[Note: This is the prepared text for a sermonette given to the Portland United Church of God congregation on Sabbath, February 19, 2022.]
It is said that roughly a third of the Bible contains prophecy, and yet if one looks at the aspects of the Bible that are talked about at considerable length in the Bible that are neglected in studying, prophecy is very high on the list. Even those who have a high view of biblical prophecy are often afraid of talking about it too much because it has been so often misused. What I would like to do today is provide some help in dealing with prophecy as a subject by looking at a single short prophecy that takes up two verses and then draw two lessons from this passage that can give us a means of understanding how the Bible deals with the subject of prophecy in the brief time available in this message.
Let us begin with the scripture itself. It happens to be one of the last scriptures in the entire Bible, and we find it in Revelation 22:10-11. Revelation 22:10-11 reads: “And he said to me, “Do not seal the words of the prophecy of this book, for the time is at hand. He who is unjust, let him be unjust still; he who is filthy, let him be filthy still; he who is righteous, let him be righteous still; he who is holy, let him be holy still.”” The second verse in this passage appears to hint at the fact that the knowledge of biblical prophecy does not tend to change the character of people, which is certainly something that we can see the signs of all around us. The first part of the passage indicates that although it has been more than 1900 years since the prophecy of Revelation was given to the aged apostle John, that its relevance began at the time it was given and was not only something that concerns end-time events.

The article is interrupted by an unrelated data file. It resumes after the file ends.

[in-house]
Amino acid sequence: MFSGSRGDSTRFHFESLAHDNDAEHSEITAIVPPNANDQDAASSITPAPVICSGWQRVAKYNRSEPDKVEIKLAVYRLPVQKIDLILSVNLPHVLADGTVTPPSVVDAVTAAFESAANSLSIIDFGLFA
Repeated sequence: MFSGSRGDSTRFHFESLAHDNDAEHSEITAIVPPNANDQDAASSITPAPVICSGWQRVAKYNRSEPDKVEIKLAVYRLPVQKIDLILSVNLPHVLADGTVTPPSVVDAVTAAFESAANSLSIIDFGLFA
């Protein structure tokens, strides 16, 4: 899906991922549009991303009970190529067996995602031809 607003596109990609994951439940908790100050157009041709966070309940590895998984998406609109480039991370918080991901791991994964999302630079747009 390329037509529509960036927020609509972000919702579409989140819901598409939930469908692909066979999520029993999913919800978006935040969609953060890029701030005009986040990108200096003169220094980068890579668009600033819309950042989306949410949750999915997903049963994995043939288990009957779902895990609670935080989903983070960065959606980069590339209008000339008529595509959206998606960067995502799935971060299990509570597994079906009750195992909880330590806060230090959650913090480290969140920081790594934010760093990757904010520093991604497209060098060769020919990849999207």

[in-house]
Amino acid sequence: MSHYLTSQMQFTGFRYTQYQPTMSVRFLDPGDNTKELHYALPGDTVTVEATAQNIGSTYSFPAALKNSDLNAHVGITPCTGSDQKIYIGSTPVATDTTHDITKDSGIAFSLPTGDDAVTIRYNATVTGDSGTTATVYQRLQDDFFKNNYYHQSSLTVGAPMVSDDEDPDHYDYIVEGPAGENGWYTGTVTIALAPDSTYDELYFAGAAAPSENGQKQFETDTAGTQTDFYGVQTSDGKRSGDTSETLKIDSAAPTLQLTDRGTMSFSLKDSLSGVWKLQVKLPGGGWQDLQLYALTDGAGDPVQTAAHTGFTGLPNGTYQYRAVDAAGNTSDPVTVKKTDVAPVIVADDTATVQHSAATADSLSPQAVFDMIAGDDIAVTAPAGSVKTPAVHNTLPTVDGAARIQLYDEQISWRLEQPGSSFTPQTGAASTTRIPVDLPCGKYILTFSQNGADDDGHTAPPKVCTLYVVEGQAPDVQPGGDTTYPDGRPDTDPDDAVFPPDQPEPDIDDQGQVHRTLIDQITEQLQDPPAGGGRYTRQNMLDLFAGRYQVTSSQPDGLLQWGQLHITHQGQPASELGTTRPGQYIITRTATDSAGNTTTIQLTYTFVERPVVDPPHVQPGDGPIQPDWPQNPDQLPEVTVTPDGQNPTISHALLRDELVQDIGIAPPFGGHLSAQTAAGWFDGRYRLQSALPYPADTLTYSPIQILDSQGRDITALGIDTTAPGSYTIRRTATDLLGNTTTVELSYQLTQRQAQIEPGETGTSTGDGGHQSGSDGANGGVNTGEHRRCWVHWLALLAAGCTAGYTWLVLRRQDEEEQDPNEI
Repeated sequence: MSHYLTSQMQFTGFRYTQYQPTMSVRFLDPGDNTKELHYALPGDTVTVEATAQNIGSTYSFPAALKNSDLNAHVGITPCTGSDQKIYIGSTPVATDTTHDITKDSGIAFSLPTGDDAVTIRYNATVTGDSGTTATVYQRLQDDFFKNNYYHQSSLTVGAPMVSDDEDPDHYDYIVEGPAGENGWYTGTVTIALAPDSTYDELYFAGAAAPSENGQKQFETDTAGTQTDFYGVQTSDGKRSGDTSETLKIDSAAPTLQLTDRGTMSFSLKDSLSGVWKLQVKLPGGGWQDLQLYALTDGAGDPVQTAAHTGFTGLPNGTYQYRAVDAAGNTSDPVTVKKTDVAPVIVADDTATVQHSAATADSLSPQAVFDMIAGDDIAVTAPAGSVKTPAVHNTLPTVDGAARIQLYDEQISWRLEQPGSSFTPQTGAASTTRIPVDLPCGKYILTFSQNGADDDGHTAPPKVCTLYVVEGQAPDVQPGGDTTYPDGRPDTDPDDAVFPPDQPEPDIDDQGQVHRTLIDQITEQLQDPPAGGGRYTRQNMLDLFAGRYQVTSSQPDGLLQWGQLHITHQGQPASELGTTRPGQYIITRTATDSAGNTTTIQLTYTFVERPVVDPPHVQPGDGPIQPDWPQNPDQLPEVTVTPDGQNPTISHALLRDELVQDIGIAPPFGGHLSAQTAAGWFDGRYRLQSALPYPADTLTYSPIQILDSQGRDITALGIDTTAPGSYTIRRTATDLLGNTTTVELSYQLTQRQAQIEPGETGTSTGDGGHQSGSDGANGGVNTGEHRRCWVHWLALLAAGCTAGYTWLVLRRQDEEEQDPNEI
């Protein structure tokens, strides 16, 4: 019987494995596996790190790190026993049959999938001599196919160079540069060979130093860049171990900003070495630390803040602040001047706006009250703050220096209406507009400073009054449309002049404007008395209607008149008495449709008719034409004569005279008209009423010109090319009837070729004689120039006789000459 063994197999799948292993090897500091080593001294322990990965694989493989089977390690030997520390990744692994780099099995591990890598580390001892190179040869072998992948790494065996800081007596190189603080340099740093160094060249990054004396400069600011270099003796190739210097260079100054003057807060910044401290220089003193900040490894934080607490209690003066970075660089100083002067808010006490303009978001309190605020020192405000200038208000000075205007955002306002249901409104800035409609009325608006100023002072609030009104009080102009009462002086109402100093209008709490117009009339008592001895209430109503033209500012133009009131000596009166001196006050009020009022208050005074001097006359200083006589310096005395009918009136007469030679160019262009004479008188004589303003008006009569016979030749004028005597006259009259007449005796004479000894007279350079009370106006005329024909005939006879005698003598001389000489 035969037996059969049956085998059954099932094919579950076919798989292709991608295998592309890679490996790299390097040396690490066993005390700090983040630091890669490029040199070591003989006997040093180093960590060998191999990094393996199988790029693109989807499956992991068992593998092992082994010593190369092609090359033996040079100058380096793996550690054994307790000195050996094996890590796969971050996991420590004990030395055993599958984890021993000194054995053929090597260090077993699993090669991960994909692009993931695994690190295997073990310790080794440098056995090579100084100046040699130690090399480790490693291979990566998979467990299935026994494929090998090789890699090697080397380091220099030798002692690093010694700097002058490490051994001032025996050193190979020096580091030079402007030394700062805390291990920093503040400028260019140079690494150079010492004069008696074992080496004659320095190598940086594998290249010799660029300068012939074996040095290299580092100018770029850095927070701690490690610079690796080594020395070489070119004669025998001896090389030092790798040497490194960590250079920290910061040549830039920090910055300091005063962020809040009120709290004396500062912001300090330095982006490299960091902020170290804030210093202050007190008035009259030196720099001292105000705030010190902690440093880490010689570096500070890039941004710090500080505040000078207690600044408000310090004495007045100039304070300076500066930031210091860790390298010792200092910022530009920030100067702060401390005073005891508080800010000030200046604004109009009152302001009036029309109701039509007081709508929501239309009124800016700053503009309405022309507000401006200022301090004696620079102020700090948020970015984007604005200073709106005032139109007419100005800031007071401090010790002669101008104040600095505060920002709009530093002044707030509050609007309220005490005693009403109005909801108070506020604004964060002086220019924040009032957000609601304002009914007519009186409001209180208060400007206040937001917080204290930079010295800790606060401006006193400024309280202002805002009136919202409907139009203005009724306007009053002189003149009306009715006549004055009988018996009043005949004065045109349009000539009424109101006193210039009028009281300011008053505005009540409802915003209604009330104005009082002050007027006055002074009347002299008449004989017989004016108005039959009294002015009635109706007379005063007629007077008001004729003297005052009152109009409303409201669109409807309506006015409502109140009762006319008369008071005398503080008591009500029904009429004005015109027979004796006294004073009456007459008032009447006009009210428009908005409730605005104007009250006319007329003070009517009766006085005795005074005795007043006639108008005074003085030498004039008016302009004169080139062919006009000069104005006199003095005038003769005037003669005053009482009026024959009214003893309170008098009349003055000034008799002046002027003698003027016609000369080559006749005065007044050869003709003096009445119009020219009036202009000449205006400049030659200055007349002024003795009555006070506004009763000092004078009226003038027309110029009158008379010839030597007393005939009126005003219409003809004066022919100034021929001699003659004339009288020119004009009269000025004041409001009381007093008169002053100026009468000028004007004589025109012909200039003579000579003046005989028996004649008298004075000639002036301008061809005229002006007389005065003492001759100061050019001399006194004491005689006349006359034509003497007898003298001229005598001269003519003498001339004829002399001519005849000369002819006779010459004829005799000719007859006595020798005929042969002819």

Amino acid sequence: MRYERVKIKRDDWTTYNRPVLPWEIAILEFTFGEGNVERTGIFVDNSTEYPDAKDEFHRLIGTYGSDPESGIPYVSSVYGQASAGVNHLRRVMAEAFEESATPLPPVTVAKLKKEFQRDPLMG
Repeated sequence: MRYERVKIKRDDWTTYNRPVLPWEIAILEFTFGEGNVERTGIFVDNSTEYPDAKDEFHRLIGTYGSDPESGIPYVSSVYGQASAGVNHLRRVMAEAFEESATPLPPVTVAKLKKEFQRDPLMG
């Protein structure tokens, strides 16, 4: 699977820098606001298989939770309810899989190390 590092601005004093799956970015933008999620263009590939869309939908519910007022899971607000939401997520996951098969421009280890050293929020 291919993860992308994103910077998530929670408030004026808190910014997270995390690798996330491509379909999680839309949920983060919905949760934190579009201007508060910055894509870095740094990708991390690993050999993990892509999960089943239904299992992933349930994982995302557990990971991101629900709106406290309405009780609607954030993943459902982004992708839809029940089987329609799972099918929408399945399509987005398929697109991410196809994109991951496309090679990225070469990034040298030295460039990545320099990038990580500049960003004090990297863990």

We might think that this the usual way that prophecy was given, but a brief examination of the whole biblical context of prophecy and how it was treated indicates that the sealing of prophecy rather than leaving it unsealed appears to be the ordinary approach to such matters when the matter is brought up directly. Let us turn to the last chapter of the book of Daniel and look at the first four verses to see a parallel case to that of the last chapter of Revelation. In Daniel 12:1-4 we see the usual biblical treatment of prophecies. Daniel 12:1-4 reads: ““At that time Michael shall stand up, the great prince who stands watch over the sons of your people; and there shall be a time of trouble, such as never was since there was a nation, even to that time. and at that time your people shall be delivered, every one who is found written in the book. And many of those who sleep in the dust of the earth shall awake, some to everlasting life, some to shame and everlasting contempt. Those who are wise shall shine like the brightness of the firmament, and those who turn many to righteousness like the stars forever and ever. “But you, Daniel, shut up the words, and seal the book until the time of the end; many shall run to and fro, and knowledge shall increase.”” This particular passage provides us with much that is familiar to us from the Book of Revelation–the Book of Life, resurrection, eternal judgment, messages about the Great Tribulation and God’s final deliverance of His people Israel. Let us note, though, that the attitude of the book of Daniel is for this book of prophecy to be sealed. It was after the fact when prophecies came true, as they did throughout the centuries after Daniel was written, that Daniel’s prophetic value was confirmed. The prophesies of Daniel were not for the time of Daniel itself, but rather for the future, to provide history in advance.